I realized his understanding of civilization was limited so I didn't press him on that. He went on to say that even if he'd annoy someone by the question, which he considered right and innocent, he wasn't doing anything wrong. He assumed that whether his question annoyed me or anyone, it'd still remain within the law and truthfulness.

I also realized then that the old man had a certain perception of me so I decided to give him a dose of me. I told him that any questions anyone asks have motivations behind them. Before you asked that question, I said, you had to look around and perceptually rationalized who could be a possible hacker around here.

He told me that my perception would still be wrong and that his question would still remain lawful...that I'd have no case if I went to the police.

I told the old man that the law has no bearing on how we relate as individuals. He could say something absolutely lawful while our relation on personal level is ruined. What keeps us living cohesively is not law but our respectful communication. I went on to tell him the problem among people is not always what is spoken but what the intentions behind what is spoken are. I told him I could deduce his intentions and motivations from the words he speaks to me even if he doesn't divulge his intentions.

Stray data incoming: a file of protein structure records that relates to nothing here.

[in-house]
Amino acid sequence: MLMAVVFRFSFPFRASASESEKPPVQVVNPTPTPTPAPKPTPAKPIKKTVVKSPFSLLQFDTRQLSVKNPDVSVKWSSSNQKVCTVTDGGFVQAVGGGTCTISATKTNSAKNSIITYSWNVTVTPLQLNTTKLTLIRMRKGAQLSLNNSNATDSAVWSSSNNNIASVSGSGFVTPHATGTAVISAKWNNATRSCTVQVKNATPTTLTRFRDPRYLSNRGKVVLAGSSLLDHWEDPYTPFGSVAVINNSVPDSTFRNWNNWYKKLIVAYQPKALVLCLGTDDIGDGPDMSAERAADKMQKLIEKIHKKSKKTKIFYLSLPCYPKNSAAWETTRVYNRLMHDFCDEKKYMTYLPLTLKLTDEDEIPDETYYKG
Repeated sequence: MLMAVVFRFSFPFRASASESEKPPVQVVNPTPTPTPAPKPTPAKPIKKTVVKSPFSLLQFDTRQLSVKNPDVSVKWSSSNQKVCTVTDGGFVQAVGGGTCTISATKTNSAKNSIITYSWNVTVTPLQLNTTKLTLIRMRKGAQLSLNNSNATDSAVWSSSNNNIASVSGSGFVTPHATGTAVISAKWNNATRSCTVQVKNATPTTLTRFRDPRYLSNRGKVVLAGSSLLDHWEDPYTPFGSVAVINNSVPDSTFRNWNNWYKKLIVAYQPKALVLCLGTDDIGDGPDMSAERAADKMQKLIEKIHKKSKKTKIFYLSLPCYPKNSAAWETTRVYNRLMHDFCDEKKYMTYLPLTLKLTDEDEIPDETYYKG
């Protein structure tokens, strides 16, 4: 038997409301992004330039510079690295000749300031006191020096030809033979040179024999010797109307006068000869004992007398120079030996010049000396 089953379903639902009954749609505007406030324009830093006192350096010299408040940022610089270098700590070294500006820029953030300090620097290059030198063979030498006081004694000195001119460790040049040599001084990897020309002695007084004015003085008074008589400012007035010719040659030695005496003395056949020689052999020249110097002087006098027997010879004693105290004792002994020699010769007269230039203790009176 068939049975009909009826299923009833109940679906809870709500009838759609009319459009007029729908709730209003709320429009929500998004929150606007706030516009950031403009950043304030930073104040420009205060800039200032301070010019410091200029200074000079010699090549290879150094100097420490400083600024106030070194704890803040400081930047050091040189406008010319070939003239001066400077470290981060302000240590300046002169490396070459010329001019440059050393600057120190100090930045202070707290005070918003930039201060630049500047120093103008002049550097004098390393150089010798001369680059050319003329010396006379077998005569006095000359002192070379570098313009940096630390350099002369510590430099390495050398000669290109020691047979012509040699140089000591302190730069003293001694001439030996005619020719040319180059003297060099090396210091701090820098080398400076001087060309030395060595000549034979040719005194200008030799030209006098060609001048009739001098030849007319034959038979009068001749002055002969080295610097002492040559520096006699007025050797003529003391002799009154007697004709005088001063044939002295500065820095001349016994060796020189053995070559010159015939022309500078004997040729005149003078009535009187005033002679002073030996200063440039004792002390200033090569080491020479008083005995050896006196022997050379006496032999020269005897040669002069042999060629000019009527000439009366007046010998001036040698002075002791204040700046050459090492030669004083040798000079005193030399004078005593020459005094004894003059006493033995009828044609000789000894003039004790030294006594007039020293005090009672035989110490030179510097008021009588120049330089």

The old man realized I am some dude. He started to become fascinated. I went on to lecture to him about my experience with hacking in LAX. We talked about how people set people up with phony Wi-Fi networks to lure you into using those networks in order to get access to your computer. He asked question and after question until the my knowledge became limited.

Then my client came so he had to leave. After my client left, the old man, fascinated as hell, came back to me to ask about the LAX experience. Now, the fascination turned into asking about where I come from, about South Sudan and Sudan, Somalia, Kenya, Uganda.... etc..

Soon the talk turned into discussion about the wold politics. The old man realized I had something to say about Hamas, the Brotherhood in Egypt, Israel, Al-shabaab, Iran, Koreas, Canada...

Yeah, I became the old man's google that he didn't want me to leave. I had another appointment but the old man kept on asking as he appeared to be someone trying to prove to me that he knew about the world.  I left with the old man still wondering....


Twitter: @kuirthiy